Notorious Human Rights Abuser Is One Of NSO Group’s Main Investors
from the sleeping-with-dogs,-acting-surprised-about-the-fleas dept
It’s more difficult to choose your investors than your customers. Maybe this isn’t entirely NSO’s fault, but it certainly helped make it easier to sell powerful zero-click exploits to the governments most likely to abuse them. Here’s Kaye Wiggins and Mehul Srivastava for the Financial Times.
An Abu Dhabi state-owned investment company has been an investor in Israeli cyberweapon maker NSO Group since 2019, during which time NSO’s Pegasus spyware has been traced to the phones of journalists, human rights activists and the estranged wife of Dubai’s ruler.
Mubadala Capital, a unit of the $243bn fund chaired by Abu Dhabi’s crown prince Sheikh Mohammed bin Zayed al-Nahyan, is one of the largest investors in the €1bn private equity fund that bought NSO three years ago, according to three people with knowledge of the matter.
Dubai’s ruler Sheikh Mohammed bin Rashid al-Maktoum ordered the phones of his ex-wife and her lawyers to be hacked as part of a “sustained campaign of intimidation and threat” during the custody battle over their children…
Human rights are nearly nonexistent in the United Arab Emirates. But there’s plenty of money. And that money was used to keep NSO alive as it continued to build market share by selling spyware to multiple governments, including those which were obviously going to use them to engage in even more human rights violations.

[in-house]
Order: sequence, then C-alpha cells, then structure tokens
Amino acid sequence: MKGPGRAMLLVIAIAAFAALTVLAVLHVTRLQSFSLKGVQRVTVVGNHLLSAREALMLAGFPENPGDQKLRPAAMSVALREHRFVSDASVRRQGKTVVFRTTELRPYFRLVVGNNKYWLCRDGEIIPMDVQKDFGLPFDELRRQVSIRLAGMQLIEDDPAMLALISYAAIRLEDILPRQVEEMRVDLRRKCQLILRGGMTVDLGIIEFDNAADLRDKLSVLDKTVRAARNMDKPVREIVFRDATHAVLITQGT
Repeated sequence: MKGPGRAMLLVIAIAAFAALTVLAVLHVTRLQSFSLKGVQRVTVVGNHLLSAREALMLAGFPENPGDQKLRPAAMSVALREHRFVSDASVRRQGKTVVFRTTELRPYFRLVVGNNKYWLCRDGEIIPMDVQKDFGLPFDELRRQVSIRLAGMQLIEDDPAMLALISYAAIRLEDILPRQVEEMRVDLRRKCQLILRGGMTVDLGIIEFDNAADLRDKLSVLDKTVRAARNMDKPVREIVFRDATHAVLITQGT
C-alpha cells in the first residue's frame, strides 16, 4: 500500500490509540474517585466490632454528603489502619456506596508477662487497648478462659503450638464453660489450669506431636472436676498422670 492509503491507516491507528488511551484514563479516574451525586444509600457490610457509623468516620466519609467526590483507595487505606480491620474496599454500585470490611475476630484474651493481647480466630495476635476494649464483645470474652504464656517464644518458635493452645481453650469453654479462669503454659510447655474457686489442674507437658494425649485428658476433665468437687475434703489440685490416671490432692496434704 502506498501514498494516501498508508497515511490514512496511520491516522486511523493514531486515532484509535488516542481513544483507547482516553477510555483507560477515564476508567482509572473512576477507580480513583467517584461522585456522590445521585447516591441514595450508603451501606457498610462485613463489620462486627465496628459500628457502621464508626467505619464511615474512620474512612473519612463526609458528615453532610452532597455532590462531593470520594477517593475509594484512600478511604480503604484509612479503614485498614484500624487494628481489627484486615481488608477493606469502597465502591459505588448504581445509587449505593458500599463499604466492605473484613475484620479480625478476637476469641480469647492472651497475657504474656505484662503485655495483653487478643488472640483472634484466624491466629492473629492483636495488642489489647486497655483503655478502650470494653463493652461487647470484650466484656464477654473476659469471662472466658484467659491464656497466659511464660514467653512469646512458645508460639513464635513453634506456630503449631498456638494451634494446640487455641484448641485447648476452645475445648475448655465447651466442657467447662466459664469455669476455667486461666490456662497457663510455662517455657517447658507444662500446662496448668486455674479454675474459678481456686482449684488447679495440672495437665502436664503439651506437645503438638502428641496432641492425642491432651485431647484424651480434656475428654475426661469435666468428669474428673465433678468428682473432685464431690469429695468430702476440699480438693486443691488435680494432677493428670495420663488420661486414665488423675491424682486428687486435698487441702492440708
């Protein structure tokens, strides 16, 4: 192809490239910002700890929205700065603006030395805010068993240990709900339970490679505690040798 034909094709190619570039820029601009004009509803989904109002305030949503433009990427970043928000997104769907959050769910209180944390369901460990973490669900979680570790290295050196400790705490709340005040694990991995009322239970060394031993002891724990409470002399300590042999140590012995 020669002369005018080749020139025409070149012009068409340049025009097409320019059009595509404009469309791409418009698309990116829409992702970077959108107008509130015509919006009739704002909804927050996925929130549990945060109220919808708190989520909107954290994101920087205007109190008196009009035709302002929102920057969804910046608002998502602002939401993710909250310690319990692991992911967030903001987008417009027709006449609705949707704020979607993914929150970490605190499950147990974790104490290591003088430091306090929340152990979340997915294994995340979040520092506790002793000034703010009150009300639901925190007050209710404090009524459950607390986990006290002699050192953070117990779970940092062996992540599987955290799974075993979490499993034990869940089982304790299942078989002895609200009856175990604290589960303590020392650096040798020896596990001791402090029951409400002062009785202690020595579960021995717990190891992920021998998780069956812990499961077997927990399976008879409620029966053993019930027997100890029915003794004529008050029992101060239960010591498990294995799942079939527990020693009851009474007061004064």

This investment occurred before the equity fund actually acquired NSO, which may indicate the state-owned investment company wasn’t initially interested in obtaining some control of the Israeli malware maker.
But that innocence (or, at least, plausible deniability) vanished shortly thereafter. It appears the UAE sought more direct control of NSO, even as the exploit developer’s reputation was experiencing a steep decline.
In a sign of how much the UAE wanted unfettered access to the spyware, the government of Abu Dhabi held internal discussions about potentially buying the company outright in the autumn of 2021, according to a person familiar with the discussions. Those talks did not progress beyond preliminary conversations. Around that time, NSO said it had cancelled its contract with the UAE over the use of Pegasus to target the princess and her lawyer’s phone.
This news isn’t going to rehabilitate the image of any of the involved parties. The UAE’s reputation is well-deserved and the ruling class shows no desire to change it. NSO is pretty much the equivalent of a junk bond, as investors distance themselves from this toxic asset. And its most powerful spyware might be mothballed as the company explores pivoting to defensive tools in hopes of resuscitating its tarnished brand and undo sanctions imposed on it by the US government. But it may be far too late to perform any of these tasks. And if NSO somehow manages to remain in existence unaltered, its financial supporters should continue to be heavily scrutinized.